He returned to warning about the “energy abyss” in the U.S. and said the remedy lies in reforming the political system by removing the energy puzzle from the hands of politicians. He said the federal system has 13 cabinet-level offices governing energy, 26 committees in Congress oversee energy matters (with some lawmakers changing every two years), and 800 federal judges across the nation who can adjudicate energy issues. “We need to change the system. We need a long-term, 50-year energy plan that extends beyond election cycles. These various committees and offices do not cooperate with one another. We need something like an Independent Regulatory Energy Commission that doesn’t answer to Washington. Energy is the lubricant for our lifestyles; it makes it all work. We are in a political, economic and cultural crisis. This energy abyss is a growing problem we have never had to face before.”
Even though popular comedian Jack Gallagher made the audience laugh during lunch time, most of the Ag summit consisted of bad news.
Dr. Alex McCalla, UC Davis professor emeritus of Agricultural and Resource Economics, noted the challenges in feeding a global population of 7 billion that will hit 9 billion people by 2050. He said as the world’s developing nations become more prosperous, their appetites will be able to afford more animal meat, therefore their consumption of things such as corn, wheat and soybeans will decrease. However, it becomes more and more of a conundrum to increase crop yields decade after decade. “We are going to have to increase food production by 70 percent by 2050 to feed an additional 2 billion people,” he said. While population growth in countries such as China and India is exploding, most of the world’s ag land is already in play. “We have more land that can be used as agriculture in Brazil, places in Russia and Ukraine and savannah Africa, but not many more.” Stack on top of this climate change and an overall global lack of water to grow crops and unstable global markets and the situation becomes urgent.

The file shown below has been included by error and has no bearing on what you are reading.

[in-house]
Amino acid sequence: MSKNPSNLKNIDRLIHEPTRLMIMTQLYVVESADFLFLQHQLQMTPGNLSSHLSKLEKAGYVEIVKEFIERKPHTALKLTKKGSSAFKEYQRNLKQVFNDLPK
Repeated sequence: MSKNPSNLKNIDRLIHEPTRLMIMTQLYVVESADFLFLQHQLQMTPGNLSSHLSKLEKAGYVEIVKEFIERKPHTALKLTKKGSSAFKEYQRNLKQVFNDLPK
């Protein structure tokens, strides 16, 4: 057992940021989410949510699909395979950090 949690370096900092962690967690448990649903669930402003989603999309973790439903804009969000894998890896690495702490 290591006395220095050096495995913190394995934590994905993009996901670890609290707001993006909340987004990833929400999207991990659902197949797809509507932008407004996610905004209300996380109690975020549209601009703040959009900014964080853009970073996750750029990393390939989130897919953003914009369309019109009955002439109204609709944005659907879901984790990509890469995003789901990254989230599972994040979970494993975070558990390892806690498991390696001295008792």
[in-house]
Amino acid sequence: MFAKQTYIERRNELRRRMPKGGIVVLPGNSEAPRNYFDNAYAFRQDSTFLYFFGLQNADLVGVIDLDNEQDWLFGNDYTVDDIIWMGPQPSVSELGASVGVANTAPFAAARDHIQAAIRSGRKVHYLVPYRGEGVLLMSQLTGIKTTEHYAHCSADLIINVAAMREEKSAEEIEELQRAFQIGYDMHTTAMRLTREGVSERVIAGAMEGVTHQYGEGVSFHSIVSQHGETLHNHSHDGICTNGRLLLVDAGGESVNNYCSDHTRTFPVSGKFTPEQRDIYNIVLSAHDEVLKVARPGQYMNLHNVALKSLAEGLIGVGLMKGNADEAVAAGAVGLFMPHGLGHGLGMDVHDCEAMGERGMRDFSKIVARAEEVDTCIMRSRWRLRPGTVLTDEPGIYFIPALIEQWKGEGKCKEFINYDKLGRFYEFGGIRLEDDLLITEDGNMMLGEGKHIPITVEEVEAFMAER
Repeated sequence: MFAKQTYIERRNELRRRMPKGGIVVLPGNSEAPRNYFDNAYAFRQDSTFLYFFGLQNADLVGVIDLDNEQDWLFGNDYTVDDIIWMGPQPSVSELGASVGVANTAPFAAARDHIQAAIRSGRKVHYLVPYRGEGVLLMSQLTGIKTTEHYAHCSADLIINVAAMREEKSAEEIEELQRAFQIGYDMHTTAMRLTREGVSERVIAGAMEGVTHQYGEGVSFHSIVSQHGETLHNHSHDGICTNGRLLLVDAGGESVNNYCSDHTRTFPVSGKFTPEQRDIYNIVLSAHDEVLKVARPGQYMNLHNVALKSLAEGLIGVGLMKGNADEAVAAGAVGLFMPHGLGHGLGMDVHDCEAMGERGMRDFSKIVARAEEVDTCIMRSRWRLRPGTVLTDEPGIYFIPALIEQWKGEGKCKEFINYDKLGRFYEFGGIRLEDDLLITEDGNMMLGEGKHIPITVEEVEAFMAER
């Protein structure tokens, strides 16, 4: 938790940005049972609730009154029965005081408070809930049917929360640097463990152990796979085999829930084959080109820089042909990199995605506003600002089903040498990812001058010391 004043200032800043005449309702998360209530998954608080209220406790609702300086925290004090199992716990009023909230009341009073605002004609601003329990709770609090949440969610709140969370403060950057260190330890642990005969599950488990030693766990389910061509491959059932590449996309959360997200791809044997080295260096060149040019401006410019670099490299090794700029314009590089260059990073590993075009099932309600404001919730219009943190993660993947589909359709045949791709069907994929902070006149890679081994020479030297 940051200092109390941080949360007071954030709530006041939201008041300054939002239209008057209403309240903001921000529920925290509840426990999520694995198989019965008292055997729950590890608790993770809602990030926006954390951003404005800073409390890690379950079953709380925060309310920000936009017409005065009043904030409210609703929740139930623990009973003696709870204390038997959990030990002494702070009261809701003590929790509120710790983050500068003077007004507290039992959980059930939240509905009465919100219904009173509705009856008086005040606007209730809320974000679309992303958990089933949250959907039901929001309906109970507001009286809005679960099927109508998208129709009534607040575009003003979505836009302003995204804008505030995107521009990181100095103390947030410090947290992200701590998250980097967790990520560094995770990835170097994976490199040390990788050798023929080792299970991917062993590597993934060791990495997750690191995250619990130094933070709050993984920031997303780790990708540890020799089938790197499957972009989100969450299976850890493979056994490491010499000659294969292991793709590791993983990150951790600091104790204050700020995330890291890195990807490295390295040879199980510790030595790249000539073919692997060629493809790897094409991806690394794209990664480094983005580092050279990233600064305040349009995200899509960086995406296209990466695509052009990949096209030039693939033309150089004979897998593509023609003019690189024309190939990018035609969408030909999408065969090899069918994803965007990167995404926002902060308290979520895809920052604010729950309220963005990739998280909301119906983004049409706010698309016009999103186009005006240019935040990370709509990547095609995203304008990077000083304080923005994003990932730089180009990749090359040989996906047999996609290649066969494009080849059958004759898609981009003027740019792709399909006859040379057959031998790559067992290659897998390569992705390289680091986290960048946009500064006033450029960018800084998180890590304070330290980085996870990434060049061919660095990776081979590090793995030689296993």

“Can we double yields again?” he asked, on the same amount of land area like we have in the past with science, crop protection tools, synthetic fertilizers and bio crops. “The challenges for the world and California are enormous — although California is situated better than most. There’s great challenges ahead; let’s hope it can be done.”
To add to the overall angst, Army Col. Cheryl Smart, assistant professor of National Security Studies at the Industrial College of the Armed Forces, approached ag topics from a security angle. She said Pentagon officials are constantly aware of the terrorist possibilities in attacking U.S. food supplies in an increasingly unstable world, stating that such an attack “would be devastating.” She said there are some Middle Eastern countries that have exhausted their water tables, other poorer countries that have run out of funds to finance food subsidies and they are having a hard time to survive. She added that many of these countries have given their citizens small plots of land — “micro-farming” — to grow their own food in order to survive.
“Our answer in this country is that we have to concentrate on feeding ourselves,” the colonel said. “We have to look at our food supply and keep it safe, and, more importantly, make sure that it stays here in this country.”
I left the summit realizing the wisdom in hiring funnyman Gallagher to cheer up the crowd at lunch. There’s little doubt that was money well spent.